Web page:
Child Creativity Lab Hosts Community Roundtable on the Maker Movement in Schools

Nov. 28, 2017


SANTA ANA, CALIFORNIA (November 28, 2017) – The Child Creativity Lab, a non-profit organization that fosters the next generation of critical thinkers, problem solvers, innovators, and leaders through hands-on, creativity-enhancing exploration, is hosting a roundtable discussion for local school administrators, teachers and other stakeholders to explore how “Maker Education” can be incorporated to facilitate more effective STEM education (science, technology, engineering, and mathematics) and other school curriculum. The meeting will be held on Thursday, December 7, 2017 at 6:00 p.m. at the organization’s center in Santa Ana. 

While many school districts are embracing the concept of the Maker Movement trend, the discussion will explore how to better incorporate and overcome challenges when trying to implement specific Maker activities, technologies, and spaces. 

“This ideology has overlapped with national and state education initiatives around the emphasis on science and technology, which in large part helped transition the Maker Movement from a niche hobby to the mainstream”, said Peter Chang, executive director of Child Creativity Lab. “Unfortunately, because this is still so new, there’s been considerable inconsistencies on best practices on how to best facilitate ‘maker education’ that meets Next Generation Science Standards (NGSS) and other curriculum goals.”

The meeting is being held in collaboration with Maker Ed, a national nonprofit that provides educators and institutions with training and resources to execute maker-centered education. 


“Maker-centered learning can extend beyond the need to meet NGSS because it allows for more than just curricular change-it's about how learning happens during the school day, how teachers and youth interact, and enabling youth voice to play a role in the educational systems,” adds Stephanie Chang, interim executive director at Maker Ed. “Though it's often found among STEM areas, there are wonderful examples of maker education being a strong vehicle for learning other courses such as history, language arts, etc.”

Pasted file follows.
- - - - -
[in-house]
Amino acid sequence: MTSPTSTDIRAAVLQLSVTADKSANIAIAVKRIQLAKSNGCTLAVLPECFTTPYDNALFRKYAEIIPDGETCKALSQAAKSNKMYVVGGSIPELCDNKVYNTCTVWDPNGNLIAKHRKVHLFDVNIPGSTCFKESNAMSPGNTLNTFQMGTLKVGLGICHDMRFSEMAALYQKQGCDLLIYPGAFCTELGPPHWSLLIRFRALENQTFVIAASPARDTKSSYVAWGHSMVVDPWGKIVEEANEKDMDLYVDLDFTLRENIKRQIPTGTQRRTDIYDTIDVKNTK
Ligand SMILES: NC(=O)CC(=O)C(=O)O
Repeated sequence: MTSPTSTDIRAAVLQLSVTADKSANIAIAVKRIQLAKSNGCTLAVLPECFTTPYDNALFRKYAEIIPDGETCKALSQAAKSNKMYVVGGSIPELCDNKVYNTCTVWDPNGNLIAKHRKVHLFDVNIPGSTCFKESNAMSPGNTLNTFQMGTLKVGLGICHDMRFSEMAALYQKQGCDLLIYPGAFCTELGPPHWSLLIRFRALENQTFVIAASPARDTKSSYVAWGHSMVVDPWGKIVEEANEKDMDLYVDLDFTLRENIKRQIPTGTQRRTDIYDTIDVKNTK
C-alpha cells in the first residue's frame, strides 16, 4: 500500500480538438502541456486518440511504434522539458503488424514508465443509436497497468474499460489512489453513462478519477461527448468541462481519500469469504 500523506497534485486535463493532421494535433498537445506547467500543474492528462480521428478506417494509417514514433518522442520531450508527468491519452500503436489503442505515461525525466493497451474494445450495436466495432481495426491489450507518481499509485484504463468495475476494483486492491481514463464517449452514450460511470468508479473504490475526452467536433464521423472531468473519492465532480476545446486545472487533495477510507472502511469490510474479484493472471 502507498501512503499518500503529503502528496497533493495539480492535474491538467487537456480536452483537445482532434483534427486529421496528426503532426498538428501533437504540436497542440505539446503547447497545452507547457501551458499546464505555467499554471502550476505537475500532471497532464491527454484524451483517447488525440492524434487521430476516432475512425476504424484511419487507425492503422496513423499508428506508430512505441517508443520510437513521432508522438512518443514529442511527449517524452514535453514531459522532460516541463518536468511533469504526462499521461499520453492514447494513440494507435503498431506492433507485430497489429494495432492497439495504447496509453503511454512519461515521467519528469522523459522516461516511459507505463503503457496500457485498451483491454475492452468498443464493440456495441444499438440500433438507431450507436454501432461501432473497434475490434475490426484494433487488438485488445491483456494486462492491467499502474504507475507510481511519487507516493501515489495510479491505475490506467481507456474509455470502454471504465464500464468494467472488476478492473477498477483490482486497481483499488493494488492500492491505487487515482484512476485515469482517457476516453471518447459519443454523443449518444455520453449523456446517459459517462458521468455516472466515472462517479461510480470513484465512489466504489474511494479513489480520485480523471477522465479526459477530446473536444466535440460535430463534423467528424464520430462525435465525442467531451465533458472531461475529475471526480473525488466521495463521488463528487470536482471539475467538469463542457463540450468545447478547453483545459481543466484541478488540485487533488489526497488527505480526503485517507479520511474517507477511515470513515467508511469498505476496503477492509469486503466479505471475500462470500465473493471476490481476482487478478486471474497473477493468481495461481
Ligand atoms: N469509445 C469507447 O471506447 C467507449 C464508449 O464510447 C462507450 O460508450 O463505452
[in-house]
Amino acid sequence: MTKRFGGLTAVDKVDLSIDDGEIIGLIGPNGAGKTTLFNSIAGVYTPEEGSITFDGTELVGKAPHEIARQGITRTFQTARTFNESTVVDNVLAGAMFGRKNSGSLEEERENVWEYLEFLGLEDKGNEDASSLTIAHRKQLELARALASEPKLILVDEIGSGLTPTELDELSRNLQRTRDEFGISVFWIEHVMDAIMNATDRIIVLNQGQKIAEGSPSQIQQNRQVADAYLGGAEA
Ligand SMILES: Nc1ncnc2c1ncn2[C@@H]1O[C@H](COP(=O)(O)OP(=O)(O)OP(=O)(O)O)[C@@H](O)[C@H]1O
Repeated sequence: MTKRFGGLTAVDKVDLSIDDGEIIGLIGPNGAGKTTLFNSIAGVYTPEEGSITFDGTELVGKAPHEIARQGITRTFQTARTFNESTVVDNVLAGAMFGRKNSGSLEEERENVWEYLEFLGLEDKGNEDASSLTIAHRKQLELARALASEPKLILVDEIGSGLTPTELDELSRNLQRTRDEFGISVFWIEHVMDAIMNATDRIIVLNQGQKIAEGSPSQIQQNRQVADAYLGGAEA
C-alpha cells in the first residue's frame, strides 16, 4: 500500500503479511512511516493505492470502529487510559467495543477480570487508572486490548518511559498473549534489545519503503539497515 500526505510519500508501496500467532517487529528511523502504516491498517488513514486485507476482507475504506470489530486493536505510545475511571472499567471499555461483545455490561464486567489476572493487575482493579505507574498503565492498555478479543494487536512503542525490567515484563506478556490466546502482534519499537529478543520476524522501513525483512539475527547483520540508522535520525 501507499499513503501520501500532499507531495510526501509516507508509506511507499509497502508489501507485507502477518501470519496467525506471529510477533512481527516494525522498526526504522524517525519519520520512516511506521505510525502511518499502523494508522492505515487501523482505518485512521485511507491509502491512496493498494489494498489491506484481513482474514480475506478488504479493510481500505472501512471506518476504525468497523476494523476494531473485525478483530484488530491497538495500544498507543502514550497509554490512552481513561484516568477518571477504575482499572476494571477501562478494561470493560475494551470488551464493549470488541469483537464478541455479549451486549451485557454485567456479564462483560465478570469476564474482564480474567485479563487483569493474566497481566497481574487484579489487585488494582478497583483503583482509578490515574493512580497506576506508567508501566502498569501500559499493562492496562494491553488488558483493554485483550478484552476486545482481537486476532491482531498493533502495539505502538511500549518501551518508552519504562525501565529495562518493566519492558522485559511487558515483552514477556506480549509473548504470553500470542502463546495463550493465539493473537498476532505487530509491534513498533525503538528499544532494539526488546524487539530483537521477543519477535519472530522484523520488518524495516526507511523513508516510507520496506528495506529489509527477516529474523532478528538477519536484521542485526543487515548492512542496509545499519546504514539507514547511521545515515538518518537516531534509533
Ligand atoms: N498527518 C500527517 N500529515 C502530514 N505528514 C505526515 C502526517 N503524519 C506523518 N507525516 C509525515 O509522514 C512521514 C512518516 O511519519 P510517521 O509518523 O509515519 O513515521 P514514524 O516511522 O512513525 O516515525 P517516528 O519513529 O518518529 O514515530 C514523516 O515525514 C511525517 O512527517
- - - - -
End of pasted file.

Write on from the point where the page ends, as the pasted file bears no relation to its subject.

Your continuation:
Sylvia Libow Martinez, author of “Invent to Learn: Making, Tinkering, and Engineering in the Classroom,” will be a guest speaker at the meeting.


Attendance to the discussion is free. For more information and to RSVP, please go to 


The Child Creativity Lab's mission is to foster the next generation of critical thinkers, problem solvers, innovators, and leaders through hands-on creativity-enhancing exploration. The organization's vision is to inspire children to challenge their comfort levels and thereby raising their potential for personal development and contributions to society. The Child Creativity Lab opened its Depot for Creative Reuse in September of 2015. This facility features a community makerspace that offers an eclectic variety of STEAM-based workshops for children, teens, and educators that are hands-on, purposeful, and yet fun, engaging, and similar in excitement level and entertainment value of jump houses and other “pure-play” amusement centers. The organization also offers STEAM-based educational outreach programs, via the Child Creativity Lab Museum-on-Wheels, to schools, libraries, community events, afterschool programs, churches, and more. For more information, visit 

The Child Creativity Lab is an independent 501(c)(3) nonprofit organization. For general information, visit

Media Contact:
Peter Chang
(714) 580-8392